WUR explores field robots and driverless tractors

18-05 | |
The AgXeed AgBot. - Photo: WUR
The AgXeed AgBot. - Photo: WUR

Wageningen University will explore how field robots and driverless tractors fit in with arable farming of the future.

For its Farm of the Future project, Wageningen University & Research (WUR) in the Netherlands devised a program with so-called innovation vouchers. Agtech companies from all over the world could submit applications to have their technology tested by Wageningen experts. According to WUR, there is huge interest in its innovation vouchers.

Also read: Farm of the Future: Alternative to monoculture farming

Autonomous field robots and tractors

Over fifty companies from the Netherlands and abroad have submitted applications in recent months to test an innovation or new technology that can contribute to circular agriculture. Four applicants – all developing autonomous field robots and tractors – have now received a voucher. This will allow them to use the facilities, expertise and support of Farm of the Future.

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The voucher scheme is an initiative of “Kansen voor West”, a partnership between the Dutch provinces of Flevoland, North and South Holland and Utrecht. Together they are making € 1,470,000 of European EFRO funds available this year. All four of the newly awarded projects involve autonomous robots and tractors that can be used for weed control, potato storage and other activities.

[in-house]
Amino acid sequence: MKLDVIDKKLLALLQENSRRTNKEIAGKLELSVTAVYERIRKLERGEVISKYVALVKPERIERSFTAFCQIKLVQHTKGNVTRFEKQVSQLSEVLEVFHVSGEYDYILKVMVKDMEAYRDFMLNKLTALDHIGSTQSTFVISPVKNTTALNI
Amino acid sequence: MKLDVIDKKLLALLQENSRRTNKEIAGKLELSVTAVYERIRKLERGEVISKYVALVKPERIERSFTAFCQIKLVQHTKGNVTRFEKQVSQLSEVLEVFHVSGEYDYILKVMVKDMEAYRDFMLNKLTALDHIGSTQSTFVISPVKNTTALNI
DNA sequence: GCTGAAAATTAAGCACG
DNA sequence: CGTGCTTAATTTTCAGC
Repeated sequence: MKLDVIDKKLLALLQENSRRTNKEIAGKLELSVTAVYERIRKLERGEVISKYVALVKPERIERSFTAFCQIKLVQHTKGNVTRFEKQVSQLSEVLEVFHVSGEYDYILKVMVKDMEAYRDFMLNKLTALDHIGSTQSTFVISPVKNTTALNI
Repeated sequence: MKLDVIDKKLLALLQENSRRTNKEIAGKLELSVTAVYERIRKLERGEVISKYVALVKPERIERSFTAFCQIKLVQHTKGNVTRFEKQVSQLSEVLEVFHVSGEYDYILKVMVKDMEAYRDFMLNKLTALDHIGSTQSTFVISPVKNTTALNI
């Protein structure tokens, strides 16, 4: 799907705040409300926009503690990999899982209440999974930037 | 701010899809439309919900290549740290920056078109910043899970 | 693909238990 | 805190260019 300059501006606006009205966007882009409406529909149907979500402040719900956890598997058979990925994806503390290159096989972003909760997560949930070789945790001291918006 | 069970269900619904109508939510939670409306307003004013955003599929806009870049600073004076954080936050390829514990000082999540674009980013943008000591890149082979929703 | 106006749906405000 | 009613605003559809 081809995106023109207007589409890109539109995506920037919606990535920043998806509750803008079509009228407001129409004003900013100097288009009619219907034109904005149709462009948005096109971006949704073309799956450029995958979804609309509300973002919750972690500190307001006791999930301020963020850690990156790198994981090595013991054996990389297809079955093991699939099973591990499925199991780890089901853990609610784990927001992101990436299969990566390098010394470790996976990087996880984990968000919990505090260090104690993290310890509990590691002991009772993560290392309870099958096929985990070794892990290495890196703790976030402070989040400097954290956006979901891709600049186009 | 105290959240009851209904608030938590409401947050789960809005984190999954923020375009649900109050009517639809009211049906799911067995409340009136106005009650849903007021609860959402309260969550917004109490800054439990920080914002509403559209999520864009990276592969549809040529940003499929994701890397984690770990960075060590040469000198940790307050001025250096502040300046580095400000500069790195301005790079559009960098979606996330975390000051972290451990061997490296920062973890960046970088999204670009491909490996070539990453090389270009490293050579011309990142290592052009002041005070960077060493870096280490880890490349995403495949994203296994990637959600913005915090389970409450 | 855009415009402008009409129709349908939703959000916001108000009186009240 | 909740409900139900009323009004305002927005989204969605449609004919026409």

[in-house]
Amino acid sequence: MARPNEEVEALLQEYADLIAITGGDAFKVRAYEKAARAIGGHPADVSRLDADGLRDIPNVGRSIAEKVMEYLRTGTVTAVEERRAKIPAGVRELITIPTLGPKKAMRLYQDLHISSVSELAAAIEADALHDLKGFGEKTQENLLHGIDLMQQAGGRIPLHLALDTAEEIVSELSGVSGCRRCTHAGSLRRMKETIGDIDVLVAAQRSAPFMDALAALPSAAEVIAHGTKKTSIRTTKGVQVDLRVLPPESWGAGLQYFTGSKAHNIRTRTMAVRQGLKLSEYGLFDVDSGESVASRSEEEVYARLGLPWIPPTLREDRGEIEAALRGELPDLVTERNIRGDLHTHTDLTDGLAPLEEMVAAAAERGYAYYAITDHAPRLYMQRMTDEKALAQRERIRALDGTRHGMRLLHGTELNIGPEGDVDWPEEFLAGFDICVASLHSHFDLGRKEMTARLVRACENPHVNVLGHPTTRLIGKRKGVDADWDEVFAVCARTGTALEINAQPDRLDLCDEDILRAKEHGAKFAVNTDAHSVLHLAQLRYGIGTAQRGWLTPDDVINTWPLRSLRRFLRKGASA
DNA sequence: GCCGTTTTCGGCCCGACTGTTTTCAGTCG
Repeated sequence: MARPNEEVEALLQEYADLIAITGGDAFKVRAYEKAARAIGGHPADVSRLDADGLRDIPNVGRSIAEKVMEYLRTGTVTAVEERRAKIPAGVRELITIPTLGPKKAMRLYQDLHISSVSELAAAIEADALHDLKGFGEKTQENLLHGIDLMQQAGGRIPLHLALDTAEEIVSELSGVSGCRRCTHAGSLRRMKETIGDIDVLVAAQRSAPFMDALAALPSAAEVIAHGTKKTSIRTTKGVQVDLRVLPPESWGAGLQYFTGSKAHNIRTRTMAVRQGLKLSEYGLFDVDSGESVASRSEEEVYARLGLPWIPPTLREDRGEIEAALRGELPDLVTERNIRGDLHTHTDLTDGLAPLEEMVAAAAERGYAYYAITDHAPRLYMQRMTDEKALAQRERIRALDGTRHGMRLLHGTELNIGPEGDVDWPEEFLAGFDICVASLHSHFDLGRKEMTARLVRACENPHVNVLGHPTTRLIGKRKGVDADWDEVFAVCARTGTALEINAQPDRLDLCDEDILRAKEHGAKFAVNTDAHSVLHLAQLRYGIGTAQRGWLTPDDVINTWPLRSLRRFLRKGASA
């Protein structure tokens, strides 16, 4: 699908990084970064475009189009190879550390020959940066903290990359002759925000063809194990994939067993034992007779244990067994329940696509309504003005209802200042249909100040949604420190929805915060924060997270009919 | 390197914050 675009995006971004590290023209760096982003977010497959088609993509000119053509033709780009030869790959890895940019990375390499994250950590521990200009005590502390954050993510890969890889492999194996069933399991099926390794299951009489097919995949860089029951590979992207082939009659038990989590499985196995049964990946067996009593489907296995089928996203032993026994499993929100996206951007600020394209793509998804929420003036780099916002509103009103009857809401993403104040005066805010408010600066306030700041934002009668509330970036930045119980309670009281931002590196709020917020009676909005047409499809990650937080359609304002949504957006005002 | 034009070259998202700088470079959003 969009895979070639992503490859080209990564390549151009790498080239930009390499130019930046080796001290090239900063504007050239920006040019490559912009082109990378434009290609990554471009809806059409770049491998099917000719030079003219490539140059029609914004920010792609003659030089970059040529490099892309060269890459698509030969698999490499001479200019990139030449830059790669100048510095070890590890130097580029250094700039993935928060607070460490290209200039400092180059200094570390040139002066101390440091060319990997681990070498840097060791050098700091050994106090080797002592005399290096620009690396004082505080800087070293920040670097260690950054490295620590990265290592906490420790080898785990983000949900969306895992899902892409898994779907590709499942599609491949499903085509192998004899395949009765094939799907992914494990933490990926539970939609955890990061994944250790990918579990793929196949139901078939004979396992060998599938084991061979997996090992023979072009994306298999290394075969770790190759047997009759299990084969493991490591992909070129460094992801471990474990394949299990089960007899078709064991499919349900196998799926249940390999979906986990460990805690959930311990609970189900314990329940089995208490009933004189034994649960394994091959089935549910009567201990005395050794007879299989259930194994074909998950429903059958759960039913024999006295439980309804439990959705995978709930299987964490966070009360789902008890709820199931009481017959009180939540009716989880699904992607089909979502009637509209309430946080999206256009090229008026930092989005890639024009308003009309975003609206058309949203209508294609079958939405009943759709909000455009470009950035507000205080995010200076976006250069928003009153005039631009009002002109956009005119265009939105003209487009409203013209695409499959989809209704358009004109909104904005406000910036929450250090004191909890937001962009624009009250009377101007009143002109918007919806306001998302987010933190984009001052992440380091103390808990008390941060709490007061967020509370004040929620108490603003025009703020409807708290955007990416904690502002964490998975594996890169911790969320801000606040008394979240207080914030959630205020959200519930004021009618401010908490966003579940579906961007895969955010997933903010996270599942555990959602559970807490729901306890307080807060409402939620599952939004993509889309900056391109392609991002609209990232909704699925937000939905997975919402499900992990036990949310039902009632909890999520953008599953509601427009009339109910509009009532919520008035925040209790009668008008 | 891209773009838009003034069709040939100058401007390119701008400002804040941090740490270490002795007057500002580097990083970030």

The Farm of the Future research project works with farmers and other partners to find viable solutions to the challenges facing arable farming. The use of mixed crops in combination with fixed row paths, for example, strengthens biodiversity and combats soil compaction.

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The autonomous Agbot runs on tracks and therefore achieves very low soil pressure. - Photo: WUR

The autonomous Agbot runs on tracks and therefore achieves very low soil pressure. – Photo: WUR

AgXeed: Autonomous tractor on caterpillar tracks

One of the companies that received a research voucher is the Dutch company AgXeed. Their autonomous Agbot runs on tracks and therefore achieves very low soil pressure. “By working autonomously, the AgBot can perform operations very efficiently and heavy combination implements are no longer needed. During the research at Farm of the Future we want to show that the Agbot fits in perfectly with the arable farming of the future and leads to better crop results,” says Rienk Landstra of AgXeed.

Also read: Claas and AgXeed collaborate on field robots

Still room for new applications

“The applications submitted are hugely diverse, both in terms of innovation content and in terms of the topics they focus on and the sectors and countries from which people report to us,” says Marleen Riemens of Wageningen University & Research. More applications will be honored in the short term, but there is also room for new applications within the budget. “It would be great if we could get through our available budget of almost 1.5 million euros already in the first half of the year.”

The voucher scheme includes three types of vouchers:

  1. The feasibility voucher is used for the use of experts and the use of facilities of Farm of the Future to test the technical and economic feasibility of an innovation idea.
  2. The R&D voucher will be used for external costs incurred by the applicant to develop and test a prototype in a laboratory and field environment.
  3. The pilot voucher is used for the use of experts and the use of facilities of Farm of the Future to test and validate an innovation in practice.
Claver
Hugo Claver Web editor for Future Farming